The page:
While no thoughtful person would disagree that humans are distinguished from the rest of nature by their moral consciousness, the history they have made over the past 200 years has not demonstrated much realization of Ferry's ideal. Ecologists have not been the first to make this point; it has been gathering force for a long time, through a succession of world wars, totalitarian regimes, and, most recently, weapons of annihilation. The hydrogen bomb, that dreadful and arrogant product of some of the most intelligent minds ever, has been particularly hard to square with humanism. Following hard on those events have come dying rivers, lakes, and forests, the wholesale extermination of species, and global warming. Unfortunately for nature, there are now six billion of us gods around, swallowing resources at a ferocious rate; our vaunted economic freedom has been won at the expense of all other living beings. Is it misanthropic to see and regret such destruction, or to question the Enlightenment project of environmental conquest, or to denounce that old notion of freedom when it is unchecked by compassion or responsibility? The religion (if such it has been) of humanism has shattered against the dark facts.


The first section of Ferry's book deals with the crusade for animal liberation, which has little to do with ecology, aimed as it is at protecting individual animals rather than the integrity of the ecosphere. The Australian philosopher Peter Singer argues that because animals can suffer, or have their "interests" damaged, they should be given legal rights. Ferry disagrees, holding that animals cannot be liberated at all because true freedom involves rising above instinct. Animals can be let out of their cages, but they cannot become other than what they are. Yet he understands that they deserve better treatment than having their eyes poked out by callous experimenters or their pain made into sport. We need rules to stop unnecessary cruelty--protective rules for animals, rights for humans. It is a fine line, and the courts are likely to find it harder and harder to draw.

The animal rights advocates are merely illogical, Ferry believes, confusing distinct categories of being, but the radical or deep ecologists advocate a truly dangerous set of doctrines that threaten a new tyranny. They want to overturn modernity itself. They look on nature as sacred. They teach that humans are only one species among many, that the earth is greater than any single part. They have no tolerance for democratic procedures. Seizing on a few paragraphs in a handful of texts, however, Ferry fails to do justice to the movement, especially its more mature leaders.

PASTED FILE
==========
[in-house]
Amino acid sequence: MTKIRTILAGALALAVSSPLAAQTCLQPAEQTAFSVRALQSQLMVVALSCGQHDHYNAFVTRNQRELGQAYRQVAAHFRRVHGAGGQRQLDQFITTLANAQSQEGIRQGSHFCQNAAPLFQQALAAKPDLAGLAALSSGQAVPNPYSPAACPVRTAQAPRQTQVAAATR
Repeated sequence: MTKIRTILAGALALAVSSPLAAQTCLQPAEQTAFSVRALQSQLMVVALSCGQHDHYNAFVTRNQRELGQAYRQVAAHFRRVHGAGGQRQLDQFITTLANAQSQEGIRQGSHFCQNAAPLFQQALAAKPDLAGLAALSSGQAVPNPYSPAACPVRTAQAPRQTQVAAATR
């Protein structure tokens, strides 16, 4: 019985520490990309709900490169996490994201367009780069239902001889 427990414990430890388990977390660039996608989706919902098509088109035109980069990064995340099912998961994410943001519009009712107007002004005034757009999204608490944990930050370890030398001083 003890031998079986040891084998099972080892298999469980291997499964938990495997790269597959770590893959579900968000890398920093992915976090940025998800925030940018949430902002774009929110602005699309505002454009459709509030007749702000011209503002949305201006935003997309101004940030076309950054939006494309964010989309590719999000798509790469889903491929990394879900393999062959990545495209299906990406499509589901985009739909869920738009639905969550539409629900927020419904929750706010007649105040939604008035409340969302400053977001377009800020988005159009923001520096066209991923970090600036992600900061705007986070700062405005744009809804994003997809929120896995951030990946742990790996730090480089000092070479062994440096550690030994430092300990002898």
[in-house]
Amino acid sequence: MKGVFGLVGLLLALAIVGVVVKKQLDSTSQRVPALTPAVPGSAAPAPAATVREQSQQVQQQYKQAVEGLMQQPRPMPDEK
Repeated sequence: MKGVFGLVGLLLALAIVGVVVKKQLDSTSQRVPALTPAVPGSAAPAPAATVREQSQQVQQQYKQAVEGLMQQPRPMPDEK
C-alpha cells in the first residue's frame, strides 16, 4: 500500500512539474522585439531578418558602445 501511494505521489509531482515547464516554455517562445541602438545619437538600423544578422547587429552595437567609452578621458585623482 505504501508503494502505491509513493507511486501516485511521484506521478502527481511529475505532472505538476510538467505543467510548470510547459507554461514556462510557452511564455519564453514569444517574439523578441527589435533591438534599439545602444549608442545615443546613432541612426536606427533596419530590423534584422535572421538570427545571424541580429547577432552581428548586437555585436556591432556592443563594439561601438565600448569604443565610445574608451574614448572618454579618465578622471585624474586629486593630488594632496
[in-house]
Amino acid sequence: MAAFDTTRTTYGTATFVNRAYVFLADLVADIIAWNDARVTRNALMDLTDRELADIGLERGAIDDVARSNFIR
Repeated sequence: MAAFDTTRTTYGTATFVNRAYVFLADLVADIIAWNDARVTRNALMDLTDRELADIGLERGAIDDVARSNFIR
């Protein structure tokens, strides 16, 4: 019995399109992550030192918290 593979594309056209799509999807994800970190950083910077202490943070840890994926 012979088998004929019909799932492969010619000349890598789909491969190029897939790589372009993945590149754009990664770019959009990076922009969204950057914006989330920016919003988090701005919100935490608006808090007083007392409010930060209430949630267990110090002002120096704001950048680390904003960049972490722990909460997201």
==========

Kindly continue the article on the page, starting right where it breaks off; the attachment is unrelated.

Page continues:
Deep ecology's leading voice is Arne Naess, a Norwegian philosopher, who feels that environmental concerns should go beyond purely human matters such as public health or long-term economic viability to the preservation of all living organisms and ecosystems. "Present human interference with the nonhuman world is excessive," he writes, "and the situation is rapidly worsening." Curtailing that interference would require a drastic reversal of the growth in human population and consumption. Radical thoughts, yes, unlikely to gain wide acceptance anytime soon. Yet how could such a change of thinking, if it came, pose any danger to the human spirit or to freedom?


It would, says Ferry, if ecologists started using force to get their way, requiring people, for example, to practice birth control or stop buying automobiles. If force means Soviet repression, Ferry is right to be worried, but if it means passing laws and regulations in the time-honored Western fashion, then he is overwrought. Naess, for one, does not advocate violent, authoritarian tactics, nor did Aldo Leopold, the American forerunner of the deep ecologists and author of the widely admired essay "The Land Ethic," which argues that, through education, humans might develop a sense of personal responsibility to preserve the beauty and integrity of the earth. Garrett Hardin, another American ecologist, went further, calling for "mutual coercion mutually agreed upon," but even that formula is perfectly compatible with liberal democracy. Deep ecology presents itself as a peaceful effort to achieve a radical moral vision: the subordination of individual and species self-interest to the welfare of the whole ecological community. Interestingly, that struggle toward altruism is precisely what Ferry means by human freedom. The only difference is that altruism now includes more than humankind.